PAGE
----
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The Anti-Escapism Themes of Neon Genesis Evangelion

Mamerto Adan is an engineer by profession but a writer by night. He's interested in science, history, and martial arts.

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Sometimes, I see the Evangelion series as a grumpy and cynical old man who would voice out bits of wisdom in a least cheerful way. I mean on the outside, the Evangelion series was just a bunch of incomprehensible sketches pasted together in a rather bleak backdrop. Yet if we learn to get pass those depressing scenes, we might uncover some important lessons that will help us fight our own giant monsters. Yes, a boy doing something obscene before an unconscious girl might not be a great stuff to show to the youngsters. But once we dig deeper and realized why he was doing that, and why he was like that, we then start to see ourselves in that messed up Shinji. And it’s by then that we are learning to decode the hidden meanings and lessons in the Neon Genesis Evangelion series.

And one of the hidden issues being tackled here is escapism.

Yes, as preteens, we are guilty of doing it. But even as we get older, we can’t stop doing it. Sometimes we felt that it’s a coping mechanism, or a necessity for our survival. Some people thought that the Evangelion series is a proponent of escapism. But by digging deeper, we realized that it is not.

And by the way, watch out for spoilers ahead.

Get In the F***ing Robot Shinji!

Shinji, facing his problem.

Shinji, facing his problem.

This is just my take on the pilot episode of the original NGE, a scene that generated memes.

Anno has a stormy relationship with otaku culture. Those die-hard fans simply want to dwell in the fantasy world and escape the harsh reality of life. But his NGE series was no ordinary anime, and in fact a deconstruction of what we know about traditional Japanese animation.

And it seems that Anno made that clear when his rather vile character Gendo Ikari forced his son to do the dirty work of fighting a rampaging Sachiel. That in the very first episode, he is voicing out his opinions against escapism.

Now, Shinji had seen a lot of misfortunes in his life, and keep seeing more of it thanks mostly to his dad’s neglect. His mom’s disappearance never made things any better, and he ended up scarred. And the last thing he wanted was to hear his good for nothing dad forcing him to do stuffs he wasn’t trained to do. Even worst, that said task involved risking his own neck. Naturally, Shinji would choose to reject the order, but he had a change of heart upon seeing what his escape attempt could do.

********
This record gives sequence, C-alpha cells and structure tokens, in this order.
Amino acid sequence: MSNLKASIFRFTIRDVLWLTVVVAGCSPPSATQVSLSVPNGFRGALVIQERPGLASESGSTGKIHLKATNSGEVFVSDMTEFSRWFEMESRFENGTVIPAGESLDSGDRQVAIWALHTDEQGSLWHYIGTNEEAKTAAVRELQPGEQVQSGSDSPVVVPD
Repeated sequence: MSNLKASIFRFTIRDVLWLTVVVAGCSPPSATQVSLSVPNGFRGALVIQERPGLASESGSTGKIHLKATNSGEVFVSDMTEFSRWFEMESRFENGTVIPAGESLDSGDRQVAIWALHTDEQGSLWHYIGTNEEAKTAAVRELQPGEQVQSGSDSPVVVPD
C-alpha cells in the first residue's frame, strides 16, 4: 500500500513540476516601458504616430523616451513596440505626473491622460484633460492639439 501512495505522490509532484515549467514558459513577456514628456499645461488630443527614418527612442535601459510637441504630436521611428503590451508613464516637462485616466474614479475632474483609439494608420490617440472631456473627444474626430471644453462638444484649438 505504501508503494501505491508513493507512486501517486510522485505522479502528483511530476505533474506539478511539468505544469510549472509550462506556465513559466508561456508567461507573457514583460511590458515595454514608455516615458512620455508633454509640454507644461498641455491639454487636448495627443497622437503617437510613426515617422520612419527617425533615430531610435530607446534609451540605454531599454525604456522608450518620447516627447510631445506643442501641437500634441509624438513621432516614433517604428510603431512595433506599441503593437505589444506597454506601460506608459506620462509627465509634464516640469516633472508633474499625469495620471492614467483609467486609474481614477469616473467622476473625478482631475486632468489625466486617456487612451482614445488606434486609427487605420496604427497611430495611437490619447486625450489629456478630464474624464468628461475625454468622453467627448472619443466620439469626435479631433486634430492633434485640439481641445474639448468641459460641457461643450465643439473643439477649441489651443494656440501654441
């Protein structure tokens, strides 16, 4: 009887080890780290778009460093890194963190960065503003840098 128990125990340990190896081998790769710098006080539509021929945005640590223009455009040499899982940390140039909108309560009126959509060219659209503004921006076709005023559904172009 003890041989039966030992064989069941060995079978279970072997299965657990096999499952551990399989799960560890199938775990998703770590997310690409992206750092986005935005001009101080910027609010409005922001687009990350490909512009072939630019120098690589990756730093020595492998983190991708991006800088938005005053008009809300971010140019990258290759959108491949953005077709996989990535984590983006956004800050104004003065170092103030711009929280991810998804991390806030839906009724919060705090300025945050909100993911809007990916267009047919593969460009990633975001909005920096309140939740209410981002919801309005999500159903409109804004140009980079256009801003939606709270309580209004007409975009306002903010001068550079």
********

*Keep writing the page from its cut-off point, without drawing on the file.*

They will make an injured Rei Ayaname pilot the mecha instead of him.

Shinji had no choice but to stand his ground and face the challenge presented to him. He must man up. Attempting to escape will result in bigger consequences, like the possible demise of the injured Rei, or worse the whole city! The problem won’t go away, and it will only worsen. Sure, it was never his decision, but that’s life. After all, we are always facing a lot of everyday demons we never asked for. And better slay it before they start trashing about! At least as a reward, Shinji gets to live with a smoking hot chick.

Shinji’s Other Escape Attempt

Shinji being Shinji.

Shinji being Shinji.

Nevertheless, Shinji did attempt to run away and give up his duties as a pilot in later episode. Simply it was too much for him, and an argument with Misato added to the dilemma. After drifting around, he ended up meeting Kensuke, but was taken by the agents. The troubled Shinji then made it clear that he doesn’t want to become an EVA pilot anymore. Toji then asked Shinji to hit him, to show how sorry he was on what he did. But as Shinji was about to be taken away, he tells Toji and Kensuke that he himself deserved a good beating for being weak and coward.